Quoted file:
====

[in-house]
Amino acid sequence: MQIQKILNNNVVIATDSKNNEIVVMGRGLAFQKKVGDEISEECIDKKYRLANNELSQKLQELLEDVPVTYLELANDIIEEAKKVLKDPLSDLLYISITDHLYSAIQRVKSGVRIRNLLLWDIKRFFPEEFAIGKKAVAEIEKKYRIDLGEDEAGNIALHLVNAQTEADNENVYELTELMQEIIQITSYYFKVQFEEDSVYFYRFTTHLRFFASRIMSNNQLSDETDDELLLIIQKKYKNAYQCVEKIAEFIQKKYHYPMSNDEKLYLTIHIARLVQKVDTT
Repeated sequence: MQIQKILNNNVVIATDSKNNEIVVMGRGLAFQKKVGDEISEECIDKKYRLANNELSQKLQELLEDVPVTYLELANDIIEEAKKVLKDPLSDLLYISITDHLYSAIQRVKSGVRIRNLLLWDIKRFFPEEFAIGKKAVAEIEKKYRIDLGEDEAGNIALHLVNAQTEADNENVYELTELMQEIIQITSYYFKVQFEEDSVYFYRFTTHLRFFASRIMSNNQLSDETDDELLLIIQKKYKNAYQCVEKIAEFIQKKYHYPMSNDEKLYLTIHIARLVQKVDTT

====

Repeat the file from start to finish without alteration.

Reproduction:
[in-house]
Amino acid sequence: MQIQKILNNNVVIATDSKNNEIVVMGRGLAFQKKVGDEISEECIDKKYRLANNELSQKLQELLEDVPVTYLELANDIIEEAKKVLKDPLSDLLYISITDHLYSAIQRVKSGVRIRNLLLWDIKRFFPEEFAIGKKAVAEIEKKYRIDLGEDEAGNIALHLVNAQTEADNENVYELTELMQEIIQITSYYFKVQFEEDSVYFYRFTTHLRFFASRIMSNNQLSDETDDELLLIIQKKYKNAYQCVEKIAEFIQKKYHYPMSNDEKLYLTIHIARLVQKVDTT
Repeated sequence: MQIQKILNNNVVIATDSKNNEIVVMGRGLAFQKKVGDEISEECIDKKYRLANNELSQKLQELLEDVPVTYLELANDIIEEAKKVLKDPLSDLLYISITDHLYSAIQRVKSGVRIRNLLLWDIKRFFPEEFAIGKKAVAEIEKKYRIDLGEDEAGNIALHLVNAQTEADNENVYELTELMQEIIQITSYYFKVQFEEDSVYFYRFTTHLRFFASRIMSNNQLSDETDDELLLIIQKKYKNAYQCVEKIAEFIQKKYHYPMSNDEKLYLTIHIARLVQKVDTT